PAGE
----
For example, with the purchase of a $350,000 suite, a 10% down payment equals $35,000 with a mortgage of $315,000, plus mortgage insurance. The monthly payment (based on an interest rate of 2.32%) equates to $1,425. With a 10% down payment plus the AHOP contribution of an additional 10%, the down payment equals $70,000, with a mortgage of $280,000, and no mortgage insurance. The monthly carrying cost is significantly lower at $1,230. With BC Housing pushing the down payment up to 20%, that drops the monthly mortgage payment by almost $200 per month and over $2,300 per year. The savings could mean the difference between qualifying for a mortgage or having to seek additional down payment funds.
Benefit of a 20% down payment
Mortgage insurance is applied to purchases made with a down payment that is less than 20% of the purchase price. What this means, is a $350,000 pre-sale, purchased with a down payment of 10% (a mortgaged amount equal to 90% of the home’s price), will also include a nearly $10,000 insurance premium bumping up the monthly mortgage cost by roughly $45. This insurance comes into play whether a down payment is 10%, 15% or 19%, and is done away with entirely at the 20% threshold (equating to a mortgaged amount of 80% of the home’s price). BC Housing, topping up the down payment to 20%, removes this added cost.
What happens if you sell your home for a profit under AHOP, and can you buy BC Housing out of its equity stake?
If a purchaser using BC Housing’s AHOP chooses to sell their home, they will be required to pay BC Housing back their 10% equity stake based on the value of the home at the time of sale. Regardless of when this payment is made, the funds continue to work towards increasing housing affordability. At Chard’s Haven
project, BC Housing’s equity paid back is re-allocated to the City of Victoria’s Housing Reserve Fund for affordable housing initiatives.
For example, if after two years of homeownership, a purchaser sells a home originally purchased for $350,000 for an increased value of $385,000, the repayment to BC Housing would be $38,500. Under AHOP’s rules, a purchaser can repay BC Housing at any time and untether program restrictions (these restrictions are described below).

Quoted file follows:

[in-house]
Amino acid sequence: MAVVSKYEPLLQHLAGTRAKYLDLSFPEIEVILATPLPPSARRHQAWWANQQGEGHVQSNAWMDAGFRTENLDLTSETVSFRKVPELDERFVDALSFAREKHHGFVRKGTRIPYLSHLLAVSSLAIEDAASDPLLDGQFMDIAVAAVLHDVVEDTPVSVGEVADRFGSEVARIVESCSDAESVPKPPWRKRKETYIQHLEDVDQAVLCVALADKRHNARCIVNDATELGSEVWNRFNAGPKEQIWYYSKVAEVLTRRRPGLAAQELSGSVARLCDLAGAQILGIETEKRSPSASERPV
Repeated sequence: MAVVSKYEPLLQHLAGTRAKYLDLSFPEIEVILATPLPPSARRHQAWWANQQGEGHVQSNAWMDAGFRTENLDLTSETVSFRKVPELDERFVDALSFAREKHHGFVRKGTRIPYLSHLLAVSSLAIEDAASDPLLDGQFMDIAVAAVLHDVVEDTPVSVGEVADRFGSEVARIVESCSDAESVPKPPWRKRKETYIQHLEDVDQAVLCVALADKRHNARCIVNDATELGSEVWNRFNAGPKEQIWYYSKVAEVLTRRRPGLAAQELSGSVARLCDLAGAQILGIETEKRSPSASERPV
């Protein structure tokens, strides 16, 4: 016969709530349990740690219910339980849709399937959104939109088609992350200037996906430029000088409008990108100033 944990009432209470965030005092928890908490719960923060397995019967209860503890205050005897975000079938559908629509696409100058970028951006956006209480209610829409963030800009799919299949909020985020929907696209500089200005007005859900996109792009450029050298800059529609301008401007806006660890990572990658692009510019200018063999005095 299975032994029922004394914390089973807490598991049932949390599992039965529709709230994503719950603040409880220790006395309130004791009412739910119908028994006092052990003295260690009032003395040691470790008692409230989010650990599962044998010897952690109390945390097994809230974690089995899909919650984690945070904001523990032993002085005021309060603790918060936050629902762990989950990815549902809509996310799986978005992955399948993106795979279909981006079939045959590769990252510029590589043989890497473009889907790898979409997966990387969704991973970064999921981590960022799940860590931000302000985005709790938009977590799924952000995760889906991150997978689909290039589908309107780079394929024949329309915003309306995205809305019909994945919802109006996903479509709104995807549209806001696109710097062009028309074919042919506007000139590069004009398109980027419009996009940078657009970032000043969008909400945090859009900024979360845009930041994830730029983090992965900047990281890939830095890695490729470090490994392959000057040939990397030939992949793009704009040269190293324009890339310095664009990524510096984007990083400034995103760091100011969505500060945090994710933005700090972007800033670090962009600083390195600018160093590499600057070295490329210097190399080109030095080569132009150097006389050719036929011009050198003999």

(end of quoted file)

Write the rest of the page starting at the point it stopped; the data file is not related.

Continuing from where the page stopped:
For those wondering if this repayment obligation is ‘worth it,’ bear in mind that in the example outlined above, thanks to BC Housing’s 10% down payment top-up, over that two year period the mortgage savings for the purchaser equate to over $4,600 compared to an equity repayment that is just $3,500 higher than the original second mortgage contributed by AHOP. The purchaser, in this example, ends up ahead by over $1,600 thanks to smaller mortgage payments and no mortgage insurance.
What happens if you sell your home for a loss?
In the event of a market down-turn, the appraised value of the home may be less than what was paid at the time of purchase. If that is the case, the 10% AHOP equity stake is paid back at a rate equal to 10% of the appraised value, even if it is lower than the value at the time of purchase.
What are the requirements and limitations of BC Housing’s AHOP program?
To qualify for BC Housing’s AHOP, purchasers must be Canadian citizens or permanent Canadian residents with residency in British Columbia for at least one year. Purchasers may not own real-estate anywhere in the world at the time of qualifying for the program, but do not have to be first-time buyers.
Household income must also total below the threshold set by BC Housing, which is based on the 75th income percentile for BC households. This means that to qualify to purchase a studio or one-bedroom home, a household must earn below $118,440 per year. For larger suites, like two and three-bedroom homes, household income may not exceed $168,310 per year.
What are the restrictions if you purchase a home with the assistance of BC Housing?
With the AHOP geared towards homeownership, rental restrictions remain in effect until the AHOP’s 10% equity stake is paid back to BC Housing, or five years has passed since the date of possession.
If a homeowner wishes to rent their suite within five years following possession, they are required to ‘pay it forward,’ meaning the purchaser must replay the equity stake at the present-day market value.
In this instance, should a homeowner move on from their pre-sale suite and make it available for rent two years after purchase, a third-party appraiser would calculate the fair market value of the suite, and the 10% AHOP portion would be paid back to BC Housing at a rate of 10% of the appraised value.
The appraised value can also be less than what was paid at the time of purchase. If that is the case, the 10% equity stake is still paid back at a rate equal to 10% of the appraised value.